Millikin Welcomes Holocaust Survivor Sami Steigmann for 2023 Ewing Lecture

Holocaust Survivor Sami Steigmann to present Thomas W. Ewing Lecture on Jan. 31

Sami Steigmann

Millikin University is pleased to welcome Holocaust Survivor Sami Steigmann for a community-wide educational presentation on Tuesday, Jan. 31 at 7:30 p.m. in the Bob and Debi Johnson Banquet Rooms located on the third floor of the University Commons on Millikin’s campus. 

Made possible by the Thomas W. Ewing Lecture Fund, Sami Steigmann’s presentation is titled “Holocaust: My Story of Resilience.” This event is free and open to the public.

As a Holocaust Survivor who lives to tell his invaluable experiences, Steigmann shares his fresh perspective on hope, life, faith and how he was able to transform himself from a victim into a speaker and agent for social action. Steigmann is dedicated to reaching as many young people as possible to promote tolerance and in hopes that they will make it a better world for themselves, their children and their grandchildren.

Born on December 21, 1939, to parents Nathan and Reghina, Steigmann was held from 1941 to 1944 in a region now known as Ukraine at the Mogilev-Podolsky labor camp. According to records, his parents declared him too young for work, resulting in Steigmann being subject to Nazi medical experimentation. Steigmann remarked that his parents did not offer specifics about the experimentation he underwent, as the memories were too painful to them. 

After their liberation, Steigmann’s family emigrated in 1961 to Israel, and soon after, he would go on to serve in the Israeli Air Force. It was in 1968 that Steigmann came to the United States by himself, without money or a fluency in the language. Though he lived in Milwaukee, Wisconsin for several years, he returned to Israel for a few years before returning to the United States in New York as his permanent residence. 

Steigmann received a small financial settlement due to the medical experimentation he underwent as a young child, but the courts acknowledged that no amount could make reparations for his experiences. The settlement was made “as a symbolic acknowledgement of the injustices.”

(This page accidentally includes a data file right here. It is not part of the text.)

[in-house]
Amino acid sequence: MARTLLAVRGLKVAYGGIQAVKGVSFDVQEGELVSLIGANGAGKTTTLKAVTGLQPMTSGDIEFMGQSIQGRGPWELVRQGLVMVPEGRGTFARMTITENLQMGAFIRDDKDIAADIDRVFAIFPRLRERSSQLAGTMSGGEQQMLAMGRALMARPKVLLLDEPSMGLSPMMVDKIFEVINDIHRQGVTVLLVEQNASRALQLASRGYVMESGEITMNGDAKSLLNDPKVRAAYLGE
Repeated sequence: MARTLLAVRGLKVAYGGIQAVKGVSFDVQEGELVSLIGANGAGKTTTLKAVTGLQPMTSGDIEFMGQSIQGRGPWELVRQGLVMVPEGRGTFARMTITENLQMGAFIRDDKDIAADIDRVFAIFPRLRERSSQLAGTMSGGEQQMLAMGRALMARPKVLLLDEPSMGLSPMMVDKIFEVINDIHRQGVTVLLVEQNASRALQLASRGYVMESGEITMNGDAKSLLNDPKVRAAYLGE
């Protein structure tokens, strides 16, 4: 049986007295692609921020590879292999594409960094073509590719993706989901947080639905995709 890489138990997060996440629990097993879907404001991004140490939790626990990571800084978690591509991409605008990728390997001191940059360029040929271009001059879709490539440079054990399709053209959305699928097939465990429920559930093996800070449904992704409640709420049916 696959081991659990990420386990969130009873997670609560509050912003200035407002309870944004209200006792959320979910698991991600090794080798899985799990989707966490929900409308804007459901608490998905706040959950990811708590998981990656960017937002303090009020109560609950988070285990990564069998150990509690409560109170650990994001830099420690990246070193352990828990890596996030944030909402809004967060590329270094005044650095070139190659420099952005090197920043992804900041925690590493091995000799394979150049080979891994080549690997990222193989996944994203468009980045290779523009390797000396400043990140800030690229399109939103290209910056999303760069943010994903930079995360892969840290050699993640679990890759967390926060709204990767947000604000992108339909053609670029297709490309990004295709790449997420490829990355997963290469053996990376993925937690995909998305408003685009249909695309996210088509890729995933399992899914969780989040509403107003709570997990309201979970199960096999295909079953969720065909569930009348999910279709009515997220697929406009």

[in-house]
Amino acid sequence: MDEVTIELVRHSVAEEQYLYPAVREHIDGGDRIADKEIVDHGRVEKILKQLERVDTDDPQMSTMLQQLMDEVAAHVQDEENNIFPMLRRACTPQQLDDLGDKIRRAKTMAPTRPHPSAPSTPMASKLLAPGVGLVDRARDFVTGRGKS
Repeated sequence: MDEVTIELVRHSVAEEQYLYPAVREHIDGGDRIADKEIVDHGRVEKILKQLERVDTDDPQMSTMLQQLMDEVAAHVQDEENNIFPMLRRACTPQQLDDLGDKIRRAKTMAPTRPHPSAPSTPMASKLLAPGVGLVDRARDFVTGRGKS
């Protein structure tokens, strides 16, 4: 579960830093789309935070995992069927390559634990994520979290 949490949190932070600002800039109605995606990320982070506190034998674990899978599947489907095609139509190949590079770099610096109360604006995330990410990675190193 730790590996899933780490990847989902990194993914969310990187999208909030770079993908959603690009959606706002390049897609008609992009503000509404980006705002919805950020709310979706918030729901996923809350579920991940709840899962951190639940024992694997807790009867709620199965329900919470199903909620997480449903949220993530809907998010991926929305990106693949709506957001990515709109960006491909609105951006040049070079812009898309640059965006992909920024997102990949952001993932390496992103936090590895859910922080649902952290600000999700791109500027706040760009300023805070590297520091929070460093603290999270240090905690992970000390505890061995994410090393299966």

During adulthood, Steigmann experienced a sense of isolation, as he did not know of anyone who shared his same experiences during the Holocaust or World War II. For several years, he felt that he did not belong to the adults who had been liberated, nor the children of the Holocaust Survivors who had survived. However, in November 2003, Steigmann, along with 8,000 survivors, their children and liberators, were invited to attend the Holocaust Museum located in Washington, D.C., which had been closed to the public for the event. 

Ultimately, Steigmann wishes to honor the 35 paternal family members murdered by Nazis, including his Uncle Max, along with his maternal family members and all other victims who perished in the Holocaust. 

Thomas W. Ewing Lecture

The Thomas W. Ewing Lectureship was created by Millikin University and Congressman Ewing’s colleagues in recognition of his many years of public service. Ewing, a 1957 Millikin Graduate, retired in 2001 after serving nine years in the U.S. House of Representatives from the 15th District of Illinois. Ewing served 17 years in the Illinois House of Representatives, where he was assistant Republican leader from 1982 to 1990 and was named deputy minor leader in 1990. 

This year’s Thomas W. Ewing Lecture will take place on Tuesday, Jan. 31 at 7:30 p.m. in the Bob and Debi Johnson Banquet Rooms located on the third floor of the University Commons on Millikin’s campus.